Iran General NewsIran seeks U.N. Security Council seat

Iran seeks U.N. Security Council seat


ImageReuters: Iran, under U.N. Security Council sanctions over its nuclear program, will seek a seat on the council in an election this week that will pit it in a probably hopeless contest against Japan.

By Patrick Worsnip

ImageUNITED NATIONS, Oct 12 (Reuters) – Iran, under U.N. Security Council sanctions over its nuclear program, will seek a seat on the council in an election this week that will pit it in a probably hopeless contest against Japan.

The 192-member U.N. General Assembly will stage its annual elections on Friday for five of the 10 nonpermanent seats on the 15-nation council, the powerhouse of the United Nations with the ability to impose sanctions and dispatch peacekeepers. Winners serve a two-year term starting on Jan. 1.

Apart from the Iranian-Japanese standoff for an Asian seat, a complex battle has shaped up between Muslim Turkey, politically controversial Austria and financially struggling Iceland for two European seats that will fall vacant.

The two other seats are virtually certain to go to Mexico and Uganda, which are standing unopposed by other nations in their regional groupings. The five outgoing countries are Belgium, Indonesia, Italy, Panama and South Africa.

Few expect Iran to defeat heavyweight Japan, which has served nine previous terms on the council and is a prime contender for a permanent seat should the world's nations manage to agree on a way to expand the council.

The existing permanent and veto-holding members are the United States, Russia, Britain, France and China.

Diplomats say Japan is looking for victory in the first ballot. Western countries strongly oppose Iran's pursuit of uranium enrichment, most Arab states do not want Iran on the council and African countries mainly agree.

It is doubtful that even Iran expects to win. "The Iranian ambassador came to see me to ask for our vote in the election," said one Western envoy. "I don't know who had more difficulty keeping a straight face — him or me."

But diplomats will be looking to see how many countries vote for Iran in an election that could in part be an oblique comment on Tehran's arch-foe the United States. Strongly anti-American governments like those in Venezuela and Nicaragua may support the Iranian bid.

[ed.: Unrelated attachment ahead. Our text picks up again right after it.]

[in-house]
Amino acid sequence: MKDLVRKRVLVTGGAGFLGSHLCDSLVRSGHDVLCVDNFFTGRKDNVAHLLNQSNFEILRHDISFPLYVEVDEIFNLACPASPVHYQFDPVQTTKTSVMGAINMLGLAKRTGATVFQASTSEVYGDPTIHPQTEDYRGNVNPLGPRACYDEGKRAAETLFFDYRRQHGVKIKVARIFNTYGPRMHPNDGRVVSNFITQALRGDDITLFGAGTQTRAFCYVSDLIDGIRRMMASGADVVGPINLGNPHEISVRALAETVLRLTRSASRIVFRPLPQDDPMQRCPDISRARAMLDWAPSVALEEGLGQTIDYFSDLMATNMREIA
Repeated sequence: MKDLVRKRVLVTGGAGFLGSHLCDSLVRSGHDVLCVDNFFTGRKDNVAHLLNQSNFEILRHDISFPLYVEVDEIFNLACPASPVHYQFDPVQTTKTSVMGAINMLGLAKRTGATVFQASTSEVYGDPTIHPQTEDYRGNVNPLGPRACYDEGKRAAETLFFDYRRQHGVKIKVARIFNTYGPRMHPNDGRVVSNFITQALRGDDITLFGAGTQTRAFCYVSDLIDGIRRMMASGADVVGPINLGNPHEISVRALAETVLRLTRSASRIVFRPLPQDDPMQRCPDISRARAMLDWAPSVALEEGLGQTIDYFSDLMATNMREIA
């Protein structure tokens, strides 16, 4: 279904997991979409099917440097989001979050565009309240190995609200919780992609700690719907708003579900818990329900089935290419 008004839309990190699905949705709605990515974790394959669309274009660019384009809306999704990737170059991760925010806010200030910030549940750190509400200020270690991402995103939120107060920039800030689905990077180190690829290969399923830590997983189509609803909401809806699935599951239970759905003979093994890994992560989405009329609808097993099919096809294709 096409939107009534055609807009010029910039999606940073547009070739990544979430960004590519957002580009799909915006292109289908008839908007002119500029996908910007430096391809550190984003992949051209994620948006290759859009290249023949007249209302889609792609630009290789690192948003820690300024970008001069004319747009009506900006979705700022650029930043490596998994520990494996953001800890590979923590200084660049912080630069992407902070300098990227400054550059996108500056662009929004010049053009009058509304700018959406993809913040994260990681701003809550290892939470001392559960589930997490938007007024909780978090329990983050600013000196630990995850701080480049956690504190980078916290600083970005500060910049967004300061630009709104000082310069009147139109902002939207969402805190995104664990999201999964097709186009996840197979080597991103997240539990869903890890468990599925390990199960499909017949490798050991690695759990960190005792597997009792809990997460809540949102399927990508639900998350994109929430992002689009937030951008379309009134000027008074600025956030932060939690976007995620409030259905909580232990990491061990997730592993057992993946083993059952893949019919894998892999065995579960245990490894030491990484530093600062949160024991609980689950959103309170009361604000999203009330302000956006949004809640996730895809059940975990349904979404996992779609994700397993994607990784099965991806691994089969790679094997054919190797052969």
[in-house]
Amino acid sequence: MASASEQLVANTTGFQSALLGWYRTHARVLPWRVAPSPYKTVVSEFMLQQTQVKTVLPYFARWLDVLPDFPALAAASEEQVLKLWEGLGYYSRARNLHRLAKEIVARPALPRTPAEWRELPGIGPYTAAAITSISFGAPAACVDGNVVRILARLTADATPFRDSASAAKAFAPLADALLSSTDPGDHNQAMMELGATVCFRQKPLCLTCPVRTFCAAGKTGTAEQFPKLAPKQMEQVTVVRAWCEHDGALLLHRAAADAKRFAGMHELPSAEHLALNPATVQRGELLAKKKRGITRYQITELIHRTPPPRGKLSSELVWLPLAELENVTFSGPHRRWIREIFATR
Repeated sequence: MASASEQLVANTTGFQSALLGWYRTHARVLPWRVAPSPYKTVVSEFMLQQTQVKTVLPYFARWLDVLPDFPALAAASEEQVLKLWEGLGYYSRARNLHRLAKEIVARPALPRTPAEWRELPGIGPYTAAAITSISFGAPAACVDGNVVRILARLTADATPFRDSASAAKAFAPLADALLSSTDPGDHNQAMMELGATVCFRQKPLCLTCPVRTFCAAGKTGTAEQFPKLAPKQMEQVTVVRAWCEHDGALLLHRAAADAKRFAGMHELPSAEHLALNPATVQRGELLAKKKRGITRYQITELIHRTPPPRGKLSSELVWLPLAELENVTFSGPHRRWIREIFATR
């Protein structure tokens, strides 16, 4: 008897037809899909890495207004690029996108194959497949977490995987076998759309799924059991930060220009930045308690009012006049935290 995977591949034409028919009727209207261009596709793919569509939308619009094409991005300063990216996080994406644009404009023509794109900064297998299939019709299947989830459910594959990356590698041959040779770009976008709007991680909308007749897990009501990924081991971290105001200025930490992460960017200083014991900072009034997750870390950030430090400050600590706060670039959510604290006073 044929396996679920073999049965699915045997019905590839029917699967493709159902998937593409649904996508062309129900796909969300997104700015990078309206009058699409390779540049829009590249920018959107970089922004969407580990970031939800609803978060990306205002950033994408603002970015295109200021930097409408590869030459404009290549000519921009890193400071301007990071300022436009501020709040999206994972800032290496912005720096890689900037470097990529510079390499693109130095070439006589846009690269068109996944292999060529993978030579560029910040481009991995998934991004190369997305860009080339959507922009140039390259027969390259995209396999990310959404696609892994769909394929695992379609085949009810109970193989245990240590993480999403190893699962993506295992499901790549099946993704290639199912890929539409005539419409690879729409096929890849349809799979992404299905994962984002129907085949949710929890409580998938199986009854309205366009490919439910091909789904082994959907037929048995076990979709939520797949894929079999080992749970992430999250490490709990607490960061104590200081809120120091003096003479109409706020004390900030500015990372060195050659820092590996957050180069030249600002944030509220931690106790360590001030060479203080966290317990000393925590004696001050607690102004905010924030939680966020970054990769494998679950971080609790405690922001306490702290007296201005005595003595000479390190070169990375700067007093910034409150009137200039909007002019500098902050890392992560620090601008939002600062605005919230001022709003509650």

Seats on the council, even nonpermanent ones without the veto, give countries a say in the most important world issues and are seen as prestigious and potentially profitable if major powers need the votes of their smaller colleagues.

Under voting rules in the council, a coalition of seven nonpermanent members can block a resolution even if the big powers support it.

In the European grouping, Turkey is widely expected to win a seat on the council as it can count on the votes of most of the extensive Muslim bloc.

Until recently, Iceland was also seen as a strong contender but the global financial crisis which has crushed the its banks and threatened what its prime minister has termed national bankruptcy may have changed that.

That leaves Austria, where last month's elections that gave nearly a third of the votes to far-right parties have been noticed at the United Nations.

Despite that, Iceland's economic woes may have strengthened Austria's hand, diplomats say. "I think the Austrians are well placed," one Western diplomat said.

Western countries are hoping for an easier time on the council next year than they have had recently, when they have faced opposition not just from Russia and China but some elected members too over Iran, Myanmar and Zimbabwe.

Japan — assuming it wins a seat — is a Western ally, whereas its predecessor Indonesia was the only country not to back the latest sanctions against Iran. The West also expects Uganda to be more supportive than South Africa.

Elected members that will stay on the council for one more year are Burkina Faso, Costa Rica, Croatia, Libya and Vietnam. (Additional reporting by Louis Charbonneau. editing by Mohammad Zargham)

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